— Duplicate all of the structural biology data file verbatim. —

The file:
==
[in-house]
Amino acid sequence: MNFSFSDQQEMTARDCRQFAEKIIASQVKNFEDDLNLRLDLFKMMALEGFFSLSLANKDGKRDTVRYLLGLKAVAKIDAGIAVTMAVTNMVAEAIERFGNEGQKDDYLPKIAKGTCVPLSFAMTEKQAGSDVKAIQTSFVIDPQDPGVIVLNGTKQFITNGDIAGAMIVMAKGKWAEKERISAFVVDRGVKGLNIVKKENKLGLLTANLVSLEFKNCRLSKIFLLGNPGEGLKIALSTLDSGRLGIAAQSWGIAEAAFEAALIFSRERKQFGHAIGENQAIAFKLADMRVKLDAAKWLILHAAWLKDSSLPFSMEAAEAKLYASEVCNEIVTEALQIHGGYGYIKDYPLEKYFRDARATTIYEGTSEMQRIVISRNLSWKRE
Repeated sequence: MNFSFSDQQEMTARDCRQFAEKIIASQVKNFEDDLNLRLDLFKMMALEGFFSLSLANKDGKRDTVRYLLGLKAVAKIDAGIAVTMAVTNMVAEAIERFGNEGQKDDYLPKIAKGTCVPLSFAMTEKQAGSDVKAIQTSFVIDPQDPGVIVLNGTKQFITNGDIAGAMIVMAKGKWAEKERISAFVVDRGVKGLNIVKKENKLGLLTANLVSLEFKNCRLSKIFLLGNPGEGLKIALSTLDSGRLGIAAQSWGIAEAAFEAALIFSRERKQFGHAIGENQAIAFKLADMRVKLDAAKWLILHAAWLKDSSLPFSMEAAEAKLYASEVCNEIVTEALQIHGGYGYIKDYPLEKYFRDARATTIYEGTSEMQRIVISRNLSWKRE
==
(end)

[in-house]
Amino acid sequence: MNFSFSDQQEMTARDCRQFAEKIIASQVKNFEDDLNLRLDLFKMMALEGFFSLSLANKDGKRDTVRYLLGLKAVAKIDAGIAVTMAVTNMVAEAIERFGNEGQKDDYLPKIAKGTCVPLSFAMTEKQAGSDVKAIQTSFVIDPQDPGVIVLNGTKQFITNGDIAGAMIVMAKGKWAEKERISAFVVDRGVKGLNIVKKENKLGLLTANLVSLEFKNCRLSKIFLLGNPGEGLKIALSTLDSGRLGIAAQSWGIAEAAFEAALIFSRERKQFGHAIGENQAIAFKLADMRVKLDAAKWLILHAAWLKDSSLPFSMEAAEAKLYASEVCNEIVTEALQIHGGYGYIKDYPLEKYFRDARATTIYEGTSEMQRIVISRNLSWKRE
Repeated sequence: MNFSFSDQQEMTARDCRQFAEKIIASQVKNFEDDLNLRLDLFKMMALEGFFSLSLANKDGKRDTVRYLLGLKAVAKIDAGIAVTMAVTNMVAEAIERFGNEGQKDDYLPKIAKGTCVPLSFAMTEKQAGSDVKAIQTSFVIDPQDPGVIVLNGTKQFITNGDIAGAMIVMAKGKWAEKERISAFVVDRGVKGLNIVKKENKLGLLTANLVSLEFKNCRLSKIFLLGNPGEGLKIALSTLDSGRLGIAAQSWGIAEAAFEAALIFSRERKQFGHAIGENQAIAFKLADMRVKLDAAKWLILHAAWLKDSSLPFSMEAAEAKLYASEVCNEIVTEALQIHGGYGYIKDYPLEKYFRDARATTIYEGTSEMQRIVISRNLSWKRE